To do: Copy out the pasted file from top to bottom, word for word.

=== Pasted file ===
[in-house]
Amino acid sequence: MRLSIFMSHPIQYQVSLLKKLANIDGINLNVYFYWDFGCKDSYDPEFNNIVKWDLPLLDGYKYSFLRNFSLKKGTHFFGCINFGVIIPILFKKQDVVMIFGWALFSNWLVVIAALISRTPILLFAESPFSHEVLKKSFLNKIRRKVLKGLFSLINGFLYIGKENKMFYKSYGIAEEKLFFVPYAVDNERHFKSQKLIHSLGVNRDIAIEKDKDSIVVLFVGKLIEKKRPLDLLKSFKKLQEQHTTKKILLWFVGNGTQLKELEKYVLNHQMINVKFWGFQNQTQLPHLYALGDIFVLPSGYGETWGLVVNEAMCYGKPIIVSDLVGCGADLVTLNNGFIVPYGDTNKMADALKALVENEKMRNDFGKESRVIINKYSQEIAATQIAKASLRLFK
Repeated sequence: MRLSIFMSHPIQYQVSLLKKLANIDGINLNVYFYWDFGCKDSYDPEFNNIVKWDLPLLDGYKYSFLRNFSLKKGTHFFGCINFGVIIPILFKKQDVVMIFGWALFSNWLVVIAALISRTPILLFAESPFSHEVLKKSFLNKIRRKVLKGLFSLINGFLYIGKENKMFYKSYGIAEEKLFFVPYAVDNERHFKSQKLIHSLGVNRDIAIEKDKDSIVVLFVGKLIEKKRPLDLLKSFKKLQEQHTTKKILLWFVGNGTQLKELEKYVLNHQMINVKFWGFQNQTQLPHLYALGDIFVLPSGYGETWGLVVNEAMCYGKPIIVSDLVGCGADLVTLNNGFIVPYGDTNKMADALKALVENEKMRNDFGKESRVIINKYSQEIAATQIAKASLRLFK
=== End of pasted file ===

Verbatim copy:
[in-house]
Amino acid sequence: MRLSIFMSHPIQYQVSLLKKLANIDGINLNVYFYWDFGCKDSYDPEFNNIVKWDLPLLDGYKYSFLRNFSLKKGTHFFGCINFGVIIPILFKKQDVVMIFGWALFSNWLVVIAALISRTPILLFAESPFSHEVLKKSFLNKIRRKVLKGLFSLINGFLYIGKENKMFYKSYGIAEEKLFFVPYAVDNERHFKSQKLIHSLGVNRDIAIEKDKDSIVVLFVGKLIEKKRPLDLLKSFKKLQEQHTTKKILLWFVGNGTQLKELEKYVLNHQMINVKFWGFQNQTQLPHLYALGDIFVLPSGYGETWGLVVNEAMCYGKPIIVSDLVGCGADLVTLNNGFIVPYGDTNKMADALKALVENEKMRNDFGKESRVIINKYSQEIAATQIAKASLRLFK
Repeated sequence: MRLSIFMSHPIQYQVSLLKKLANIDGINLNVYFYWDFGCKDSYDPEFNNIVKWDLPLLDGYKYSFLRNFSLKKGTHFFGCINFGVIIPILFKKQDVVMIFGWALFSNWLVVIAALISRTPILLFAESPFSHEVLKKSFLNKIRRKVLKGLFSLINGFLYIGKENKMFYKSYGIAEEKLFFVPYAVDNERHFKSQKLIHSLGVNRDIAIEKDKDSIVVLFVGKLIEKKRPLDLLKSFKKLQEQHTTKKILLWFVGNGTQLKELEKYVLNHQMINVKFWGFQNQTQLPHLYALGDIFVLPSGYGETWGLVVNEAMCYGKPIIVSDLVGCGADLVTLNNGFIVPYGDTNKMADALKALVENEKMRNDFGKESRVIINKYSQEIAATQIAKASLRLFK